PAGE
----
There are several subtle differences in managing versions of Python on older distributions of Ubuntu. If you're running Ubuntu 18.04 or older, go here.
One of my earliest frustrations with Python development had nothing to do with Python itself but rather the needlessly esoteric act of deploying a Python app. Code boot camps and tutorials do a fine job of teaching students how to run Python code locally, but the most meaningful applications don't run on local machines: they run on servers, on the internet, because that's the point, isn't it? Maybe I'm taking crazy pills here.
Ubuntu 20.04 is the first LTS version of Ubuntu to drop Python2, coming fresh out of the box with Python 3.8.5. But what if you've written apps intended for a newer version of Python? If you're like me, you might have tried to replace your system's default installation and destroyed your machine. If nobody has warned you, I'll do the honors: don't do that.
The risk of unintended destruction is only one of many unintuitive details that complicate the seemingly simple task of using an updated version of Python:
apt upgradedoes not apply to versions of Python. In fact...
- Newer Python distributions aren't even visible to
apt; thus, we can't even use
apt updateto find a more recent version of Python without the help of a third party.
- Versions of Python installed on the same machine do not share the same core features (such as pip), leading to confusion.
What do we do?
Using Ubuntu's built-in
alternative install is optimal for several reasons:
- We can install a new version of Python in parallel to the version of Python Ubuntu depends on so we don't ruin our machine.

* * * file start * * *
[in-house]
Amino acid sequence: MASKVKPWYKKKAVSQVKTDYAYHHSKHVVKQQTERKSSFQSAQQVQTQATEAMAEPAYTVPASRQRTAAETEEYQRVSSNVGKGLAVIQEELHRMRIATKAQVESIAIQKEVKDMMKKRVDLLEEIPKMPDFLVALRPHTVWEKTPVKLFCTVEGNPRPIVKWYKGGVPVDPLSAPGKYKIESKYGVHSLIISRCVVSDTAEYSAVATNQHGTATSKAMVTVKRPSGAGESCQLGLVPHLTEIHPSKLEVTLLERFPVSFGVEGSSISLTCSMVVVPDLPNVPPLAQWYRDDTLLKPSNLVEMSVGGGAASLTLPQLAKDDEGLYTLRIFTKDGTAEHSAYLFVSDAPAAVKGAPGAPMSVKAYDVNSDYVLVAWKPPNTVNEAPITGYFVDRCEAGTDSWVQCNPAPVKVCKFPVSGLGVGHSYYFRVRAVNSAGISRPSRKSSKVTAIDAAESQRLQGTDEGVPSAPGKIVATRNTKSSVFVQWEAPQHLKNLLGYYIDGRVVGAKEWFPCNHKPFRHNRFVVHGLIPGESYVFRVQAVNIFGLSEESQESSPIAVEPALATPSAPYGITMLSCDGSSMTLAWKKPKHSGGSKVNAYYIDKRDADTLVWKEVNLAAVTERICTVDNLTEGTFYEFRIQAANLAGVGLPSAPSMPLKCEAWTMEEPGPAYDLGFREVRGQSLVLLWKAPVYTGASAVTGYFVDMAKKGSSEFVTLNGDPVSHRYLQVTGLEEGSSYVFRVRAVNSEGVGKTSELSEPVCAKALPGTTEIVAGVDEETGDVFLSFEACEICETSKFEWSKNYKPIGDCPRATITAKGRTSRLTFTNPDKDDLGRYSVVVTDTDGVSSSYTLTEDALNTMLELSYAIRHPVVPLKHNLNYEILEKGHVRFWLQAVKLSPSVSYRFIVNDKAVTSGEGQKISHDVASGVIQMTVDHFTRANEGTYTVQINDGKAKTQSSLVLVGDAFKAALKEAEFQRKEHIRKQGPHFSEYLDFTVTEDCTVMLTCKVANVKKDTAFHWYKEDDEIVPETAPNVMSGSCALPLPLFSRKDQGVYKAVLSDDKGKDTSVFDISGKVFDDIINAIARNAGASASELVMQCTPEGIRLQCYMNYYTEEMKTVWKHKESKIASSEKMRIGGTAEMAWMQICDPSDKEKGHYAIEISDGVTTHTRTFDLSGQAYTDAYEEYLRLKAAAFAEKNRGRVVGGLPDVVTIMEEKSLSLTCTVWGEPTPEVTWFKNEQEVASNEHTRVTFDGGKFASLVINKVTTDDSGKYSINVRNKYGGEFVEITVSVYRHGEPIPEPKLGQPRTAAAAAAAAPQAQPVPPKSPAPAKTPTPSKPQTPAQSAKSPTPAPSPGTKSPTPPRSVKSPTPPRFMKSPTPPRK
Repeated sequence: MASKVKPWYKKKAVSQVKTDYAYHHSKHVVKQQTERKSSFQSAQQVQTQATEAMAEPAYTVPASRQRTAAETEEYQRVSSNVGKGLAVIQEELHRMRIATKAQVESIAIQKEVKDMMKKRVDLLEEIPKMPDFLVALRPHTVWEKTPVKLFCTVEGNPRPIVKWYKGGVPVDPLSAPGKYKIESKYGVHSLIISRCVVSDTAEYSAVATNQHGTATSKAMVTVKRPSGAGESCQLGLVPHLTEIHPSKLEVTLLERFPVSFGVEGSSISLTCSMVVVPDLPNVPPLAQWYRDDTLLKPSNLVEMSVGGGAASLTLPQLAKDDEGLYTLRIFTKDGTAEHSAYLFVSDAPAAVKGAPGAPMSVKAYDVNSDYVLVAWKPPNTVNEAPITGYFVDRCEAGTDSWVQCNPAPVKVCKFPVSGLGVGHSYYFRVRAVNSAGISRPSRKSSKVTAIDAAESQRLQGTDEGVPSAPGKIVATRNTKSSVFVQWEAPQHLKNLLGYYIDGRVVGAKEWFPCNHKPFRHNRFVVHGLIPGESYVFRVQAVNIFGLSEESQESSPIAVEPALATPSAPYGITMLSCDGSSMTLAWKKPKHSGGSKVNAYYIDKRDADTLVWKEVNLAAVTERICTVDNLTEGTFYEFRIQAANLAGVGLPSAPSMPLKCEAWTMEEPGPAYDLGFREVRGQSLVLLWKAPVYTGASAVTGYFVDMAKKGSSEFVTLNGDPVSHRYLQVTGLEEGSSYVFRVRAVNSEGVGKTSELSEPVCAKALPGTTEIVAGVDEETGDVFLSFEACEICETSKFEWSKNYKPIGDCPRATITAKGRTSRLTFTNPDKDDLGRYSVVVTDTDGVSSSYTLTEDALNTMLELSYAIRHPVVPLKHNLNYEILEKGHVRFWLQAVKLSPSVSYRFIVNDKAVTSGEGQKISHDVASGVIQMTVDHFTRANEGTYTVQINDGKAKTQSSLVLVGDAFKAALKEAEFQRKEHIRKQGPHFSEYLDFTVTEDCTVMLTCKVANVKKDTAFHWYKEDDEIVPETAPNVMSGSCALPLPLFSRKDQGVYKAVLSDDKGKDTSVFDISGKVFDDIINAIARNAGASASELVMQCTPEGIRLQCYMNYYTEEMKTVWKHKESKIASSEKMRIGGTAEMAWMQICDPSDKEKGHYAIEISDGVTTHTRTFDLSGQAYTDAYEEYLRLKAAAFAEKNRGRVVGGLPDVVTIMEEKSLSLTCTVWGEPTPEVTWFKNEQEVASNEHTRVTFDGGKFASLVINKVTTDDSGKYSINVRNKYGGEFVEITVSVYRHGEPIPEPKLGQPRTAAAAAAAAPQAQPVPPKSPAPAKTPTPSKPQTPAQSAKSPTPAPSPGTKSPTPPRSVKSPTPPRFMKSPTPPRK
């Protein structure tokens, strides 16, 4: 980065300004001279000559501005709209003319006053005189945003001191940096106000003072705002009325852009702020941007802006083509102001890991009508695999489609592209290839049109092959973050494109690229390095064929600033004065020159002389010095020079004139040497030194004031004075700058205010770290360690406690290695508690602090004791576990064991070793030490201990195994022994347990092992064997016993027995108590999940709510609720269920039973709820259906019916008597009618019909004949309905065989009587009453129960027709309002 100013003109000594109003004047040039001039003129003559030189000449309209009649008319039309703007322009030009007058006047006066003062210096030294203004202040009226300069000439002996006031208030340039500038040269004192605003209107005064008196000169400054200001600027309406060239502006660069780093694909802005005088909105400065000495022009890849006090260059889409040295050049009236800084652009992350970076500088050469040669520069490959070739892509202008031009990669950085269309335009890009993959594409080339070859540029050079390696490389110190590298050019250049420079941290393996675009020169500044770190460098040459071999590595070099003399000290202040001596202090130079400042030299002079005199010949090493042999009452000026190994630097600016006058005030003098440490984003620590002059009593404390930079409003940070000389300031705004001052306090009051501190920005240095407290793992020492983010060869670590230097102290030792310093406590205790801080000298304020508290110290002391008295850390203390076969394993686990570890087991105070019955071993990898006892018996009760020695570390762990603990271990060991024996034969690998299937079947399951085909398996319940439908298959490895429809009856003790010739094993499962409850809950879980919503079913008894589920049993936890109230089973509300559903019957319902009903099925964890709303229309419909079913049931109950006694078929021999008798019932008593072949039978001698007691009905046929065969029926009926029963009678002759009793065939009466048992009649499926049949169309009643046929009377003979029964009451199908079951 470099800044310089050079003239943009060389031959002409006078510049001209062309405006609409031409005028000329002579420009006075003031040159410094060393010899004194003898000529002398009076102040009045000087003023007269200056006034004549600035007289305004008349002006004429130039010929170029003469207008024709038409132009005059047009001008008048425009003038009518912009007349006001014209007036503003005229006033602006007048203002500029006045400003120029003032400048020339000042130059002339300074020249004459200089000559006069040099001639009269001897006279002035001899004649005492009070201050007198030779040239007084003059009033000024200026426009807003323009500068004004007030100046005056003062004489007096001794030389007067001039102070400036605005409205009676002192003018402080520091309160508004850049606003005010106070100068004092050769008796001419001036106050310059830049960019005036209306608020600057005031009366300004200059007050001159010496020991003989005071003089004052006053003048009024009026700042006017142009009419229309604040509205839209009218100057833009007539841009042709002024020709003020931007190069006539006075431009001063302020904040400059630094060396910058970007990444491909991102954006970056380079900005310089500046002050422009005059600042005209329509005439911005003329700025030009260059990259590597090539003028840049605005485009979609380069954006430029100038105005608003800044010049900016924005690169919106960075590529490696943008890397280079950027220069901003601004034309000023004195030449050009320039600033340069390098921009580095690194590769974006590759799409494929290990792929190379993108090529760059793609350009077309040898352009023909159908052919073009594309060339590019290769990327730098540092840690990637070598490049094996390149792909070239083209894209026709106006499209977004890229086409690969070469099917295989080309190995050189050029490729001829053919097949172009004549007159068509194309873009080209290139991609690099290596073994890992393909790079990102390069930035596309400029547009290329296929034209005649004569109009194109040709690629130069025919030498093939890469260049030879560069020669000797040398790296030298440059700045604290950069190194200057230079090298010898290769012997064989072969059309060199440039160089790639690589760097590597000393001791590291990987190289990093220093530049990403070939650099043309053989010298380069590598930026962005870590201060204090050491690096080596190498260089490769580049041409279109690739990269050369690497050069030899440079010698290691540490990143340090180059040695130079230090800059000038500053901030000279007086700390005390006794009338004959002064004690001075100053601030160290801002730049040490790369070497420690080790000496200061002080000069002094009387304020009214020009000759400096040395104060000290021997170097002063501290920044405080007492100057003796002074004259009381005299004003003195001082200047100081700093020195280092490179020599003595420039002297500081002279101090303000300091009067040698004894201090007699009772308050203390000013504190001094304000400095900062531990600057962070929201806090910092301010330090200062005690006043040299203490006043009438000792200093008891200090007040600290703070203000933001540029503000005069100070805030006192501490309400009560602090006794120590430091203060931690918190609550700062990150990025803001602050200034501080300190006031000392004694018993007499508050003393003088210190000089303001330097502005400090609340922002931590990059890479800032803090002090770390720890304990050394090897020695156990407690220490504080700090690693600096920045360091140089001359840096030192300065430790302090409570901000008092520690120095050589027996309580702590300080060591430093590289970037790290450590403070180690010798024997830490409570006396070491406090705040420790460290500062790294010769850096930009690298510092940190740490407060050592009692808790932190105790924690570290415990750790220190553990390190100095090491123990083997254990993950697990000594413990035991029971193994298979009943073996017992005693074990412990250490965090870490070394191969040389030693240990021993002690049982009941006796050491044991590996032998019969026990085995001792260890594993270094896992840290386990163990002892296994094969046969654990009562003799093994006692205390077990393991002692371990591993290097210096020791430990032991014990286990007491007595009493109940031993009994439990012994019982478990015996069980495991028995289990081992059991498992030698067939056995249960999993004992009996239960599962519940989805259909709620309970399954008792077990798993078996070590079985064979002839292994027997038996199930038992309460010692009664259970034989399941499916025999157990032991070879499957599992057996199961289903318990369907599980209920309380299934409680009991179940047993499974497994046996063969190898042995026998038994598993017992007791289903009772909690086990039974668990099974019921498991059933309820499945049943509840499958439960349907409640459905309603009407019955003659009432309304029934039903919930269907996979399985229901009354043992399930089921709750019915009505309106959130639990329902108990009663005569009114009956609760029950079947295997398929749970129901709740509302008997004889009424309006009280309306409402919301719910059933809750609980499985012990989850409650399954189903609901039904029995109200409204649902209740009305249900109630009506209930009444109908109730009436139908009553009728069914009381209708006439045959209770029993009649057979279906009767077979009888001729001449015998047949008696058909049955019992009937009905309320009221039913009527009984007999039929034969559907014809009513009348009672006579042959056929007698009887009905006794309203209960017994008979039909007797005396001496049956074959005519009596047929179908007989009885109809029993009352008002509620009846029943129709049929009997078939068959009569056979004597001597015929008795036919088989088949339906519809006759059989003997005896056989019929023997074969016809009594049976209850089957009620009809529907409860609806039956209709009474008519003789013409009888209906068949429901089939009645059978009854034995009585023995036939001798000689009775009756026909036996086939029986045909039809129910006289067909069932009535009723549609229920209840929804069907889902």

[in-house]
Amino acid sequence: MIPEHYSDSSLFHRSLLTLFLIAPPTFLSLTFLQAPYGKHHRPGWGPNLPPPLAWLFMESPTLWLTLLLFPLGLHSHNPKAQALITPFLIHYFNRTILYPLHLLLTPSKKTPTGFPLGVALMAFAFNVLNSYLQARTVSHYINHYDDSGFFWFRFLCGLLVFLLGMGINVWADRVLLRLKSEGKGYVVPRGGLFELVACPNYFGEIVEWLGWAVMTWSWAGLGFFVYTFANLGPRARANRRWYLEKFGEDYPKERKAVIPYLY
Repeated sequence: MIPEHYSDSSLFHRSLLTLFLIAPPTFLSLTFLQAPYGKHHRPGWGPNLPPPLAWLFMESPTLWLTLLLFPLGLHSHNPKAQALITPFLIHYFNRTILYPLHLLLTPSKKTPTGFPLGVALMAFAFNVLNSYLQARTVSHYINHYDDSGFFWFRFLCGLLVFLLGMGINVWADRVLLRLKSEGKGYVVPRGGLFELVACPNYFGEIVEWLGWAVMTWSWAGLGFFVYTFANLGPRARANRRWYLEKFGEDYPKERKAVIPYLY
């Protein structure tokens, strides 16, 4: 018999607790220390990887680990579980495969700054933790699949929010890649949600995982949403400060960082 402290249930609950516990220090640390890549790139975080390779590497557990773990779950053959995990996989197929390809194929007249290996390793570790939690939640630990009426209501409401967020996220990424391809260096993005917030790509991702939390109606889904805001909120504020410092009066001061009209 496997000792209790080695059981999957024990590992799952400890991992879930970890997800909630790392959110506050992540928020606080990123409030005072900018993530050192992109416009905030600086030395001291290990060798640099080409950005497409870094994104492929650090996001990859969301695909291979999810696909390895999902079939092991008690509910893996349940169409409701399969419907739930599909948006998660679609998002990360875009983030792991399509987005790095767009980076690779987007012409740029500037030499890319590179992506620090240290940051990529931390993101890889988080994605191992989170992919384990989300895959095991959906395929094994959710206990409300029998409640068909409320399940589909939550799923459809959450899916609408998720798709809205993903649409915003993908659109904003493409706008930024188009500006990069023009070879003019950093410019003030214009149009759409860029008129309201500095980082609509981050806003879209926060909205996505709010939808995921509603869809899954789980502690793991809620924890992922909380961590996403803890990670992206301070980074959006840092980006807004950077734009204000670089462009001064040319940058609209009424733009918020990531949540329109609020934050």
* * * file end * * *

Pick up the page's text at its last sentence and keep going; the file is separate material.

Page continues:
- It's best to avoid messing around with your Python PATH whenever possible.
- We can easily switch the active version of Python on our machine via a convenient CLI.
We will walk through how to install the latest version of Python alongside Ubuntu's system Python versions safely and (relatively) easily.
Python via Deadsnakes
Deadsnakes PPA is an actively maintained repository of Python distributions available to Ubuntu. Deadsnakes carries the burden of hosting versions of Python that have been tried and tested to work on Ubuntu (their Github organization is essentially a collection of Ubuntu-friendly Python versions).
By adding the Deadsnakes PPA, we're making these Python versions visible to our Ubuntu machines:
Upon adding this repository, you'll immediately receive a prompt explaining this verbosely. Press enter to move on.
To pick up the versions of Python that Deadsnakes makes visible to us, we still need to run a quick update:
Now check to see if the version of Python you're looking for is available for download like so:
If available, you'll see an output like so:
That's our green light! Go on and proceed to install Python:
Managing Alternative Python Installations
We now have two versions of Python installed on our machine: the system default Python 3.8.5, and our newly added Python 3.10.12. We want to leave our system's default Python installation alone, but we want to run our apps written in Python 3.10.12... so how do we manage this?